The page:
In the spirit of constructive criticism, I sought in vain some mention about the LCD's usability outdoors in sunlight. (If I missed this, please tell me where in the review it's located.) I think LCD performance is especially important in a pocketable, take-wherever camera -- whose manufacturer charges a whopping $450 for a shoe-mount optical viewfinder. (For that kind of money, Nikon should build a top-plate replacement with built-in rangefinder, IMO.)


See it for $400 on amazon now in silver. Looks good for aerial photography but it lacks HDR, time-lapse and video is "basic". Only missing feature for time-lapse is that 4FPS is too fast, would be nice to slow it down (likely via time-lapse feature) to 1 FPS. I simply use rubber bands to hold my current camera's shutter button down and shoot continuously. Simple and adds no weight (rubber bands are also holding the camera down, so they are needed regardless).


Just bought one from BH Photo including the electronic viewfinder for $490.00. Quite a camera for that price.


Frankly, how you can let yourself be disappointed by autofocus when the camera has manual focus is beyond me. Pre-focus and snap away!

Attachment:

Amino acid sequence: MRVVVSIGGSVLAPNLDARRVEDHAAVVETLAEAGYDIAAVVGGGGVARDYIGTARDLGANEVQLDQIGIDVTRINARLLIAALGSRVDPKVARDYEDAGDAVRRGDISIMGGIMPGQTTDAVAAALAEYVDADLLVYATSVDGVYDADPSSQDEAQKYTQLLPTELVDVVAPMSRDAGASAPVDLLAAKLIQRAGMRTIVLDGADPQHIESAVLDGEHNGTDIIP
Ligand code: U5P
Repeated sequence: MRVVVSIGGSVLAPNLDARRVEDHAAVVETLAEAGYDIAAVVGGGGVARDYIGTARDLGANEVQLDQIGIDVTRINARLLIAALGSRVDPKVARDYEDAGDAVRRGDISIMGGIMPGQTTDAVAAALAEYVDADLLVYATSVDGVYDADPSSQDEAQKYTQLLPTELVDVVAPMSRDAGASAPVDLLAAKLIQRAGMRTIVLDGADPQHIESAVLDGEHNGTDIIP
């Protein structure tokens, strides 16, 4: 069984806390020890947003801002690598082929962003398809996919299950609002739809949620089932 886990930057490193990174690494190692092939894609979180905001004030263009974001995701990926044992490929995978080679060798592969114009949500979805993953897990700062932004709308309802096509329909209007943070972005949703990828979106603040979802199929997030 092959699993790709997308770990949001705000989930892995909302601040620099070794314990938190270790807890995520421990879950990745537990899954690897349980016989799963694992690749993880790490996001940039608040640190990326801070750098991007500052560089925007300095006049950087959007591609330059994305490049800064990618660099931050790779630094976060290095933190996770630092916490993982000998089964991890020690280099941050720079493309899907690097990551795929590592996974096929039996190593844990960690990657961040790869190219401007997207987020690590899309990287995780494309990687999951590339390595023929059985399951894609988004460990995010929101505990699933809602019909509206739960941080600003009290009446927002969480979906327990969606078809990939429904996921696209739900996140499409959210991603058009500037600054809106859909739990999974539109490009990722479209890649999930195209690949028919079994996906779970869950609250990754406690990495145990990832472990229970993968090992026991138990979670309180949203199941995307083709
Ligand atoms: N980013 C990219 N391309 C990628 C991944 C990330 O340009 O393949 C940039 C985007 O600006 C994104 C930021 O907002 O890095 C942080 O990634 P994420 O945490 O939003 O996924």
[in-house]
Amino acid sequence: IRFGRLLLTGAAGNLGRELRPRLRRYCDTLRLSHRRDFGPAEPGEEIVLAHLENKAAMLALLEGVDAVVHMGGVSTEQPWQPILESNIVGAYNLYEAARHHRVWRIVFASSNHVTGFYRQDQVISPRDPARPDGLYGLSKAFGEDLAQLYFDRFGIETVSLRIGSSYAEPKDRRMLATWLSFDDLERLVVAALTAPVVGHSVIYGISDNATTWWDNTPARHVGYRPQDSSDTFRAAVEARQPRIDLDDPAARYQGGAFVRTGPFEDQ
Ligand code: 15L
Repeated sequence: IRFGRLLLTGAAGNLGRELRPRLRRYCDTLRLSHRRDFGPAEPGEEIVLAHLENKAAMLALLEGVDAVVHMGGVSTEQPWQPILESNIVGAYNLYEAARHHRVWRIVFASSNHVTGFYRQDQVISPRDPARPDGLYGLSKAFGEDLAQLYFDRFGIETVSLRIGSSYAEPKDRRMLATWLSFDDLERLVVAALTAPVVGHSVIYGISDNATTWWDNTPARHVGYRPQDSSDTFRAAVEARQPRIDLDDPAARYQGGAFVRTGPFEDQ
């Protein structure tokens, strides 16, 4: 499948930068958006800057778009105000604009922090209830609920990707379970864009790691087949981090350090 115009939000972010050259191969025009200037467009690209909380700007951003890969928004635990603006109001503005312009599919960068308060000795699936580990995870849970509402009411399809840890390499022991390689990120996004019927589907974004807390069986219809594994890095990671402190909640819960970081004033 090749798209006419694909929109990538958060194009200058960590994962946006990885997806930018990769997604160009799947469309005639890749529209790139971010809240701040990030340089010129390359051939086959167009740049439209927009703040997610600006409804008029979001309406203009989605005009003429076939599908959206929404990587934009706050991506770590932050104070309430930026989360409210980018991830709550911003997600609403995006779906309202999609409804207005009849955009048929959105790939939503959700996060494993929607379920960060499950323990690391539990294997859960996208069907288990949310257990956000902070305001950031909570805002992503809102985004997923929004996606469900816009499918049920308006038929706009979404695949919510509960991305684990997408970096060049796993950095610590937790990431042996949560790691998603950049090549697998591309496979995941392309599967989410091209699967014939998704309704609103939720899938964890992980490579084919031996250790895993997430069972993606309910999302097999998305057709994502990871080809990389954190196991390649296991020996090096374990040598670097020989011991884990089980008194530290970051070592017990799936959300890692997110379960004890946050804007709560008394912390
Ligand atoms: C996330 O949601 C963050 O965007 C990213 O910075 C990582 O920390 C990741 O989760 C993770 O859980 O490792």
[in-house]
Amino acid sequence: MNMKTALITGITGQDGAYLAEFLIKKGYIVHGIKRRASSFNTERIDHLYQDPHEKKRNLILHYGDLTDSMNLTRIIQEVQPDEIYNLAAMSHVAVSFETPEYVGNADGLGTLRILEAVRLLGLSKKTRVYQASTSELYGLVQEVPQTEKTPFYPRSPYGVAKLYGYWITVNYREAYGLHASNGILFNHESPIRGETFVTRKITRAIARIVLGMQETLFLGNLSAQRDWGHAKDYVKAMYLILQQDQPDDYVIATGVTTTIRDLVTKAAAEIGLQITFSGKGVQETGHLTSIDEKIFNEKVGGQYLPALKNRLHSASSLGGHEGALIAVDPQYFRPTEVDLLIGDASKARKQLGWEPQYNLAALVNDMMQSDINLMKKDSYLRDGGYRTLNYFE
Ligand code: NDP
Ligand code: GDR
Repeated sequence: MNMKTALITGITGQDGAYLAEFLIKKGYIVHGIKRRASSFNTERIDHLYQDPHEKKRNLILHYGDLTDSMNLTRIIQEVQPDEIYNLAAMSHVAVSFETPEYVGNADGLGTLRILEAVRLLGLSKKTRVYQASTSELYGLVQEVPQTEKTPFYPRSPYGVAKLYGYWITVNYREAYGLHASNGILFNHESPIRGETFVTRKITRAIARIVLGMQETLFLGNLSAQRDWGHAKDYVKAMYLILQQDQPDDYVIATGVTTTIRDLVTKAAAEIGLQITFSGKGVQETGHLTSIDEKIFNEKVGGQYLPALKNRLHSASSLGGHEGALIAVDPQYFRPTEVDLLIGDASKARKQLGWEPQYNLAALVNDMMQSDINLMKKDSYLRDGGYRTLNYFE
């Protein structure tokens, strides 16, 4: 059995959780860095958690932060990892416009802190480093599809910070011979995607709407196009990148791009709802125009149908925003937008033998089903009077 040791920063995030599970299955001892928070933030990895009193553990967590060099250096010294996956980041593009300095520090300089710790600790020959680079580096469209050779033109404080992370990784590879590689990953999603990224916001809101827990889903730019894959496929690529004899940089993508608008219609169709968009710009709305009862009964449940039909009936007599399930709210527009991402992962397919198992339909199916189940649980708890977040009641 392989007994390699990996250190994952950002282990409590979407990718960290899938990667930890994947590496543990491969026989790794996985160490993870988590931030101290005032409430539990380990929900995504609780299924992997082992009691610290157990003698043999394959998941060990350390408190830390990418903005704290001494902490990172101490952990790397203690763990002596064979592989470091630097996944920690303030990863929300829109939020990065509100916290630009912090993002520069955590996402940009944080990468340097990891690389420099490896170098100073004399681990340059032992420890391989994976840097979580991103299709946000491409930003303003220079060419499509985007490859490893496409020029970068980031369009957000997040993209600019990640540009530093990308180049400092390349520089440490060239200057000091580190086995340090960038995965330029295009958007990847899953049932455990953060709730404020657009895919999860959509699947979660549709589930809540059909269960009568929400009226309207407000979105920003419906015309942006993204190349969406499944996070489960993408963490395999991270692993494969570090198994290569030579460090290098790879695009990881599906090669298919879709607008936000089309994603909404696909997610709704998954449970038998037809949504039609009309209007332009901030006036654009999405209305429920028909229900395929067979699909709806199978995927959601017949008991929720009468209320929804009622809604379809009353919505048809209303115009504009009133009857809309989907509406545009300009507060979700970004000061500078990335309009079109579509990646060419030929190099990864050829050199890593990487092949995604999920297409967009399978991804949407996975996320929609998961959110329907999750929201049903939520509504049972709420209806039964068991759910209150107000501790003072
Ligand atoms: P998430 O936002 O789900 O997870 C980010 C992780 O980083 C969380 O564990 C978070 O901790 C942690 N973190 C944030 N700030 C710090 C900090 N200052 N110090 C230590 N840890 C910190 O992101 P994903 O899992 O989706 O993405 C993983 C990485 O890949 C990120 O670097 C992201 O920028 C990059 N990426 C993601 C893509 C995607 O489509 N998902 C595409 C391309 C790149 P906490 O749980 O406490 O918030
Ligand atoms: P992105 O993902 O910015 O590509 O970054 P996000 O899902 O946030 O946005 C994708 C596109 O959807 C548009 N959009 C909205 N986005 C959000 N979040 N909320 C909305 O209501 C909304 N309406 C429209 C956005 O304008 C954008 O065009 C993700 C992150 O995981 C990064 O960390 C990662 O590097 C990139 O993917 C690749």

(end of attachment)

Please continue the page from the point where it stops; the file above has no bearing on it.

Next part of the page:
I see what looks like the same Coolpix A offered on Amazon.com for about 1000 dollars and for about 650 dollars. The latter is marked "import". Anybody able to explain the difference?


Any deeply discounted price indicates that it is likely an import. Nikon will not service it if you have a problem. You can take the risk, but if you experience a problem do not give Nikon a bad review. Don't say I knew but...

Also note that you will not be able to download firmware updates for the camera. I would not touch an imported camera. If you want to save money, then wait about a year and hope they are coming out with a newer version - and that is when they offer great discounts. For example, Nikon just dropped the price on the camera for only $699.


That price!

Comment edited 20 seconds after posting
unknown member
By (unknown member) (Nov 16, 2013)

Over $1,000 for a DX sensor with a fixed 28mm lens? I get that it is for "enthusiasts", but that seems like quite a bit of enthusiasm to me.

Total comments: 9